What is “Affordable” Coverage for Employee Healthcare?
“Should I offer health insurance to my employees are are my employees better off by going to the exchanges – will that coverage be more affordable for them?” This is the question on the minds of many employers as they struggle with the rising costs of healthcare premiums to provide coverage through the workplace.
Here at Talyst, we consider our benefits strategy a competitive requirement to recruit and retain our great employees but I have been intrigued by the larger question of what’s happening in the health insurance market as the affordable care act rolls out.
Nationally, real wages for employees have remained stagnant, yet employers costs continue to rise – for one main reason – the cost of providing healthcare to their workers. And those workers are paying more for their coverage as increases in health premiums are shared between the employer and the employers and more and more health plans are moving to “high deductible” plans.
It’s no wonder that employers are asking if their investment is really helping the employees.
I read an article this week that referenced a New York Times article from 2015 that talked about affordability of coverage:
“When Billy Sewell began offering health insurance this year to 600 service workers at the Golden Corral restaurants that he owns, he wondered nervously how many would buy it. Adding hundreds of employees to his plan would cost him more than $1 million — a hit he wasn’t sure his low-margin business could afford. His actual costs, though, turned out to be far smaller than he had feared. So far, only two people have signed up.“We offered, and they didn’t take it,” he said.”
Wow! Imagine putting all the work into providing coverage and then having your employees still not able to afford insurance! And “affordable” is a relative term – the requirements of the affordable care act say that the cost of the insurance can be no more than 9.5% of worker’s pay (actually “family income”) but for low wage workers – that can be out of reach.
The Wall Street Journal article explains how Mr. Sewell built his plan to comply with mandates for employer coverage in the affordable care act:
“The health care law defines affordable employer-sponsored insurance as that priced at 9.5 percent or less of an employee’s annual household income for individual coverage..Mr. Sewell’s insurance meets the test, but $65 per biweekly paycheck is more than most of his workers are willing — or able — to pay for insurance that still carries steep out-of-pocket costs, including a $2,500 deductible.”
In fact, there may actually be a certain set of workers who might be better off buying benefits on the State or Federal Exchanges – mostly because their insurance premiums could be offset by federal subsidies. These subsidies called “Individual premium tax credits” are either a fixed amount of money or percentage of the premium cost that is provided to help people purchase health insurance. Workers with incomes between 133% and 400% of the federal poverty level who purchase a health plan through the exchanges are eligible for these subsidies. For example, a worker with a family of 4 living in the lower 48 would be eligible for a subsidy if their income is below 72,900 a year. I would bet that a lot of workers at the Golden Corral are saying “no thanks” to health insurance because they are not making that kind of money as food service workers! If your business has workers who fall into these wage categories – benchmarking your ability to provide affordable coverage versus their ability to get subsidies on the exchanges might be a worthwhile exercise. Some of your employees may be able to buy insurance for less than 9.5% of their family income when factoring in the subsidy.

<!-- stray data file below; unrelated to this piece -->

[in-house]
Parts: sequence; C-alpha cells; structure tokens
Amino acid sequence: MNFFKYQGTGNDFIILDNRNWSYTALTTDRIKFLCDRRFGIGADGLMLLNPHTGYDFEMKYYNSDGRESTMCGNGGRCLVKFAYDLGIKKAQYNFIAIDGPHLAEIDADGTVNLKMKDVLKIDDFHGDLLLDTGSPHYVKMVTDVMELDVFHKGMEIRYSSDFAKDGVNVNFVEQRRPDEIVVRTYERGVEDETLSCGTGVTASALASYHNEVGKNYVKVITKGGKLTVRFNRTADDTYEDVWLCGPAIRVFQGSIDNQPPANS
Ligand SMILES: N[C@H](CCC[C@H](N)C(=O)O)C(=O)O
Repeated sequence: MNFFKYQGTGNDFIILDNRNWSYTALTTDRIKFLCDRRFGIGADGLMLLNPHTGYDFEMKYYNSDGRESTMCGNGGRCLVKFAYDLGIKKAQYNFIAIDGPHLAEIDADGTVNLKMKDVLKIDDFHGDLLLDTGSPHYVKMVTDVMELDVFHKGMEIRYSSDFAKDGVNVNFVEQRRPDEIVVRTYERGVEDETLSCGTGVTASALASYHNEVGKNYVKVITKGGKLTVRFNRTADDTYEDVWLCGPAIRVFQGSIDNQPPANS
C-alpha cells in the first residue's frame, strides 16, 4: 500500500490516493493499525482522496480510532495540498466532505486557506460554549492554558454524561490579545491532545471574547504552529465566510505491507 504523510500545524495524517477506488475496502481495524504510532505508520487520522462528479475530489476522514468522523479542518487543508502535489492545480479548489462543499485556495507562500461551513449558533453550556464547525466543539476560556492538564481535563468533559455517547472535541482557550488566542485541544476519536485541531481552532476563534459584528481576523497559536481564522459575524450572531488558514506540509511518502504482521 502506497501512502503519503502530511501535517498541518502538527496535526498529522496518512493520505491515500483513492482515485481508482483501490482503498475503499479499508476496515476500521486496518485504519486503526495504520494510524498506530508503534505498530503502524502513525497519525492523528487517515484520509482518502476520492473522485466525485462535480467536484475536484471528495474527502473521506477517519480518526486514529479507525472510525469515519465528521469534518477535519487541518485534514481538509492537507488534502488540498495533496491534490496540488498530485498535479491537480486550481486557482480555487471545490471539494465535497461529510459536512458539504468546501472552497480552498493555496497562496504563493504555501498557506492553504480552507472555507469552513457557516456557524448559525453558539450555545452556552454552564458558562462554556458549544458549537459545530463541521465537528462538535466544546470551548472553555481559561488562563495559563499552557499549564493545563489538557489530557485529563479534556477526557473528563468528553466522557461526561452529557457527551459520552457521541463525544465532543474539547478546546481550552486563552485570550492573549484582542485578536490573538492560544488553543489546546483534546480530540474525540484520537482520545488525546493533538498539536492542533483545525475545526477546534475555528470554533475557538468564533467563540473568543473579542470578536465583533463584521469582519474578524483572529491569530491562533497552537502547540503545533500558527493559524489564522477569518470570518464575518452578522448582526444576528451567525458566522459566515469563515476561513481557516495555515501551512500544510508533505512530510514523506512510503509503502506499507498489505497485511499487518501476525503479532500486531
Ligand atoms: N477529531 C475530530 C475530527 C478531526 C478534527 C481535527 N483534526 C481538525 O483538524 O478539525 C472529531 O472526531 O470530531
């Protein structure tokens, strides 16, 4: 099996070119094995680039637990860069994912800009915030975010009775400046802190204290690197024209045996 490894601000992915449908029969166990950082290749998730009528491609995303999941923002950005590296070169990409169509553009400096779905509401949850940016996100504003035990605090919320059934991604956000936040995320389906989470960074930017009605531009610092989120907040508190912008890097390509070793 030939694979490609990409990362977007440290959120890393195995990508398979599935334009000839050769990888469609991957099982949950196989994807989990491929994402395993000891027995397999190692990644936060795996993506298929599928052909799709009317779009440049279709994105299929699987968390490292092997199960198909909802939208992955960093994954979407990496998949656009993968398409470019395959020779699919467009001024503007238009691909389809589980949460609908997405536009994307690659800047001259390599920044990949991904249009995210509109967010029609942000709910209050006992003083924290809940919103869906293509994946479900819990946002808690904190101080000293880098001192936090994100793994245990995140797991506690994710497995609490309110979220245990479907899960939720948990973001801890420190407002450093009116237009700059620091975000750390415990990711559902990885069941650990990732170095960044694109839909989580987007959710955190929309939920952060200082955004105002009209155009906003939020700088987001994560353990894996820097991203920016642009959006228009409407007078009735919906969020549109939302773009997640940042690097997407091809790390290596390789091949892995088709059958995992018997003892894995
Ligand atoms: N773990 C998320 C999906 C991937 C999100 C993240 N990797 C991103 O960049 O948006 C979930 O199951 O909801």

Although the affordable care act has dramatically reduced the number of uninsured Americans, many employees are rolling the dice on their health – even when their employers are willing to provide coverage. And this is a bad thing for business! A recent article claims “U.S. employers pay $225.8 billion annually in productivity losses associated with personal and family health problems. But when employees are insured, they’re more likely to seek care, take fewer sick days, and stay longer with their employers.”
So, if your company provides insurance according to the requirements of the affordable care act and your employees still can’t afford to take advantage of it – are there any other options for you?
Well, if your employees live in one of the 23 states that have voted to take advantage of the government expansion of Medicaid – you may find that many of your workers are eligible for free or reduced cost benefits. Many state Medicaid programs are even more comprehensive than the essential health benefits required under the Affordable Care Act. Also, workers who are eligible for Medicaid are also sometimes eligible for other state and federal benefits. This could be win/win for employees and employers but the requirements vary state by state and navigating the system can be a headache for the small business owner. One company, Benestream, that I ran across a few years ago provides a consulting service to employers to help their workers assess their eligibility for government benefits. I have no affiliation with the company but have been impressed by their knowledge of the industry when I spoke with some of their representatives in 2013.
As a member of the CEO organization, Vistage, this is a topic of conversation at many of our monthly meetings. I’d love to hear about your experiences in seeking health coverage for your employees and how your company is grappling with the ins and outs of the Affordable Care Act.